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No. 94-8769. Argued November 27, 1995-Decided March 27, 1996

A jury found petitioner guilty of one count of participating in a conspiracy to distribute controlled substances in violation of 21 U. S. C. § 846 and one count of conducting a continuing criminal enterprise (CCE) "in concert" with others in violation of § 848. The "in concert" element of his CCE offense was based on the same agreement as the § 846 conspiracy. The District Court entered judgment of conviction on both counts and imposed a sentence of life imprisonment without possible release on each, the sentences to be served concurrently. Pursuant to 18 U. S. C. § 3013, it also ordered petitioner to pay a special assessment of $50 on each count. The Seventh Circuit affirmed, relying on Jeffers v. United States, 432 U. S. 137, to reject petitioner's contention that his convictions and concurrent life sentences impermissibly punished him twice for the same offense.

Held: The District Court erred in sentencing petitioner to concurrent life sentences on the § 846 and § 848 counts. Pp. 297-307.

(a) It is presumed that a legislature does not intend to impose two punishments where two statutory provisions proscribe the "same offense." The test for determining whether there are two offenses is whether each of the statutory provisions requires proof of a fact which the other does not. Blockburger v. United States, 284 U. S. 299, 304. This Court has often concluded that two statutes define the "same offense" where one is a lesser included offense of the other. For the reasons set forth in Jeffers, 432 U. S., at 149-150 (plurality opinion); id., at 158, 159, n. 5 (dissenting opinion), and particularly because the plain meaning of § 848's "in concert" phrase signifies mutual agreement in a common plan or enterprise, the Court now resolves definitively that a guilty verdict on a § 848 charge necessarily includes a finding that the defendant also participated in a conspiracy violative of § 846. Conspiracy is therefore a lesser included offense of CCE. Pp. 297-300.

(b) The Court rejects the Government's contention that the presumption against multiple punishments does not invalidate either of petitioner's convictions because the sentence on the second one was concurrent. That conviction amounts to a second punishment because a $50 special assessment was imposed on it. Cf. Ray v. United States, 481 U. S. 736 (1987) (per curiam). Even if the assessment were ignored, the force ofcralaw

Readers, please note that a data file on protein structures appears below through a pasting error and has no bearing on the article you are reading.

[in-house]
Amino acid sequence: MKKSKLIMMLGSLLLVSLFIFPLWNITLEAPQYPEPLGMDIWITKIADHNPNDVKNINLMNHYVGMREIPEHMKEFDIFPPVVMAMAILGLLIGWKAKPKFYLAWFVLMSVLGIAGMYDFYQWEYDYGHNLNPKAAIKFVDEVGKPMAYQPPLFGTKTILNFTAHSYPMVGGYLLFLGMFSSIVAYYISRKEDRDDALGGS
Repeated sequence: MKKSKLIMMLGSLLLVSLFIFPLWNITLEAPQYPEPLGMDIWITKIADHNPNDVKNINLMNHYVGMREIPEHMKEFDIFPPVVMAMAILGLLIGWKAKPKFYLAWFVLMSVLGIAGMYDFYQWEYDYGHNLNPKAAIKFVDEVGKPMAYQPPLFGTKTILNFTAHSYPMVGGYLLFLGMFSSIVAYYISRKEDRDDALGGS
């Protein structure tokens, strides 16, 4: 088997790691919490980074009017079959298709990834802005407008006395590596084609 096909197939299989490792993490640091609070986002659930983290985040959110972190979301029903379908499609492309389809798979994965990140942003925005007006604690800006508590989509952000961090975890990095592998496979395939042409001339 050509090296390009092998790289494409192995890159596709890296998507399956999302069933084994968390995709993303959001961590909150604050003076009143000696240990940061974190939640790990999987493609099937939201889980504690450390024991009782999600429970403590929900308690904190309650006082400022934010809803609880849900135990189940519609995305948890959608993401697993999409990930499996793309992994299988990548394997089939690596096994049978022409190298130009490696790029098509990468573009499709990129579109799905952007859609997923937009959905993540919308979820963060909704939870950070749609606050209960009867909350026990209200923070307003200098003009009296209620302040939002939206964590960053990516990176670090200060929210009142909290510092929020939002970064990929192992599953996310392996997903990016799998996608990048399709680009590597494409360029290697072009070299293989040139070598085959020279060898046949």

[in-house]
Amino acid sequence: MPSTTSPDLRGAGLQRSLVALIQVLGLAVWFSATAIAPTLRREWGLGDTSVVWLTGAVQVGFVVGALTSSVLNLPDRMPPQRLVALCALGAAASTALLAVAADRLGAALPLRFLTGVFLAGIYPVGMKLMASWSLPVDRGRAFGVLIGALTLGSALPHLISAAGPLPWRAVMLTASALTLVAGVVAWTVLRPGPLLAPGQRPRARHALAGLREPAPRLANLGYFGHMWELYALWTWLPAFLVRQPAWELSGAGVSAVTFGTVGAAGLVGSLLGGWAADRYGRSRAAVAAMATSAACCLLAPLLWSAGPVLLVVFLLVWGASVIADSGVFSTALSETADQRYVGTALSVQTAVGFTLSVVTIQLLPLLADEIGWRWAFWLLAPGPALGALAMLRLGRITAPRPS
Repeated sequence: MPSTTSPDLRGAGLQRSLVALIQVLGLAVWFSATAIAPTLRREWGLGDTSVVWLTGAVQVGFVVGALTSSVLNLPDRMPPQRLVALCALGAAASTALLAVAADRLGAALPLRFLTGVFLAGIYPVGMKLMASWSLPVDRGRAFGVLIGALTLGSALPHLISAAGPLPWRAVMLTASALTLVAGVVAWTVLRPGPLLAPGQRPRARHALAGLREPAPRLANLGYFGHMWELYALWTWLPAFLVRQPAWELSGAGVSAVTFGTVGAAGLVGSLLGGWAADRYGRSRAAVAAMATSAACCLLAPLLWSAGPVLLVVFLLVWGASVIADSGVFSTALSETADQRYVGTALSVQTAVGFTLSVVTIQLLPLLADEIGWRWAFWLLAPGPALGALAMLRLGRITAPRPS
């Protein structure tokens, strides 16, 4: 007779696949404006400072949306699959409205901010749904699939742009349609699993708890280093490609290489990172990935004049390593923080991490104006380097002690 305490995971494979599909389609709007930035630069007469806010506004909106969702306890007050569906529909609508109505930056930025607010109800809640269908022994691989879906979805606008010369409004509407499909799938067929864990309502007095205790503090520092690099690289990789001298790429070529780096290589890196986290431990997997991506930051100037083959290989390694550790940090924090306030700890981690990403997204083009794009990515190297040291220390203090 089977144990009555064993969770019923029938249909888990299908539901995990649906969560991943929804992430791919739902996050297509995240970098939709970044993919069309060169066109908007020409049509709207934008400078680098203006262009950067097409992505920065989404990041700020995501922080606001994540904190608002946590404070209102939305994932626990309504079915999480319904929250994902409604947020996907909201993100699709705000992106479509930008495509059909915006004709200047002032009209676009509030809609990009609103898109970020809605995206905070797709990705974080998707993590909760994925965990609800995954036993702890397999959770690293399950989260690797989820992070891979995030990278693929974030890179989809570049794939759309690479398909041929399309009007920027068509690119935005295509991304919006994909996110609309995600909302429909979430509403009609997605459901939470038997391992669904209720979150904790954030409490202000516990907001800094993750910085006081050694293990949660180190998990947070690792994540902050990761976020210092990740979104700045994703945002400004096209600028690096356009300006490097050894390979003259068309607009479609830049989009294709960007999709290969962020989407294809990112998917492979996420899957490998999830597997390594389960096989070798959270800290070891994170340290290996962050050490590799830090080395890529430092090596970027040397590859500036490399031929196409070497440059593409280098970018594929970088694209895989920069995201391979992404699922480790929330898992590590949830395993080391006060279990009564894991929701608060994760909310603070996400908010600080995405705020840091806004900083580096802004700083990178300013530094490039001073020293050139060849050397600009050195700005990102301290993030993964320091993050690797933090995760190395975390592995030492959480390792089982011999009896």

the Government's argument would be limited by Ball v. United States, 470 U. S. 856, 861-865, in which the Court concluded that Congress did not intend to allow punishment for both illegally "receiving" and illegally "possessing" a firearm; held that the only remedy consistent with the congressional intent was to vacate one of the underlying convictions as well as the concurrent sentence based upon it; and explained that the second conviction does not evaporate simply because of its sentence's concurrence, since it has potential adverse collateral consequencese. g., delay of parole eligibility or an increased sentence under a recidivist statute for a future offense-that make it presumptively impermissible to impose. Although petitioner did not challenge the $50 assessment below, the fact that § 3013 required its imposition renders it as much a collateral consequence of the conspiracy conviction as the consequences recognized by Ball. Pp.301-303.

(c) Also rejected is the Government's argument that the presumption against multiple punishments is overcome here because Congress has clearly indicated its intent to allow courts to impose them. Support for that view cannot be inferred from the fact that this Court's Jeffers judgment allowed convictions under both §§ 846 and 848 to stand, since those convictions were entered in separate trials, the Court's review addressed only the § 848 conviction, and that conviction was affirmed because the four-Justice plurality decided that Jeffers had waived any right to object, see 432 U. S., at 152-154, and because Justice White took the hereinbefore-rejected position that conspiracy was not a lesser included offense of CCE, see id., at 158 (opinion concurring in judgment in part and dissenting in part). As to this issue, then, the judgment is not entitled to precedential weight because it amounts at best to an unexplained affirmance by an equally divided court. Pp. 303-304.

(d) The Government's argument that Congress intended to allow multiple convictions here to provide a "backup" conviction, preventing a defendant who later successfully challenges his greater offense from escaping punishment altogether, is unpersuasive. There is no reason why this particular pair of greater and lesser offenses should present any novel problem not already addressed by the federal appellate courts, which have uniformly concluded-with this Court's approval, see, e. g., Morris v. Mathews, 475 U. S. 237, 246-247-that they may direct the entry of judgment for a lesser included offense when a conviction for a greater offense is reversed on grounds affecting only the greater offense. Pp.305-307.

(e) Because the Court here adheres to the presumption that Congress intended to authorize only one punishment, one of petitioner's convictions, as well as its concurrent sentence, is unauthorized punishmentcralaw

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